Queer is a relationship with nature that contradicts capitalism and colonialism. The capacity for transformation, that brings us from expected modes of life to who we are, brings us into alignment with the transforming world – flowing rivers, flowering plants, and dramas of metamorphosis, birth and rebirth. Queer means we challenge borders and erase boundaries. We transform established patterns, live and thrive where it seems we cannot. The extraordinary persistence of same-sex passions, throughout history and around the world, is evidence not of reproduction, but of magic.
Western culture deprives people of magic, just as it cleaves them from place. Separated from the earth and one another, they lose the capacity for storytelling, shape-shifting, tracking animals or talking to them. Nature is seen on TV, through a car window, or confined to parks. Wild is a resource and a refuge, never a home. Both the culture which rewards exploitation of nature and the resistance culture of the environmental movement are shaped by this view of nature as other. Being queer allows us to dream and to live a more intimate relationship with the natural world. Queering nature may mean that instead of preserving or protecting, observing or extracting wildness, we can come home. Mythic, magic, medicinal knowledge of the wild world is part of every human culture that is rooted in place. Coming home means recovering these powers in a community that includes every form of life. Home is an idea of nature that admits a place for human capacities and needs, and tells stories of human loyalty and love for plants, animals and water. With queer as our premise and viewpoint, we cannot see humans as irrevocable enemies of wildness, any more than we can see the wild world as a territory to conquer, or a series of resources to extract. To queer nature is to claim a kinship with all life, embracing the world’s diversity and interconnectedness. We are wild and wild is us.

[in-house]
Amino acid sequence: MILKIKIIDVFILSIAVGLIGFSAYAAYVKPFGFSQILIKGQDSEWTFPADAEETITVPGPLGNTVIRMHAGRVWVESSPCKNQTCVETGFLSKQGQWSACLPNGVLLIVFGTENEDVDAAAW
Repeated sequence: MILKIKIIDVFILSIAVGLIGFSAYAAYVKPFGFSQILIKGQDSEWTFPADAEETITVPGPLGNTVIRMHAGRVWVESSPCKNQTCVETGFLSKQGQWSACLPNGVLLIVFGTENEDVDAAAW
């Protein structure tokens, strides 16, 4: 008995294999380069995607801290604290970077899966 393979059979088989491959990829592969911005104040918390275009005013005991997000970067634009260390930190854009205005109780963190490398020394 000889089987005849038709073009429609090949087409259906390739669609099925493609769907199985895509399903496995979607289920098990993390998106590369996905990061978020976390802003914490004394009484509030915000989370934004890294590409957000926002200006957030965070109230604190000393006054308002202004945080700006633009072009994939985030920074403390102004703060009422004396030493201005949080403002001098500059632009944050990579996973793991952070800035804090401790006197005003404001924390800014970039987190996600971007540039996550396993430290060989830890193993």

This website shares research, writing and artwork that explores the cultural meanings and social power of homosexuality. The archetypes, stereotypes and images in which we are enmeshed are an enormous burden. They are also a gigantic opportunity. Exploring the cultural meanings associated with queer is a way to amplify our difference, and claim our power. Enjoy the website
Caffyn Jesse and Max Tea offer reflections on their longing for a deeper level of queer liberation. Read More
Exploring queer difference can offer insights that challenge core structures in society, including gender oppressions, the culture of nature and economic systems. Read More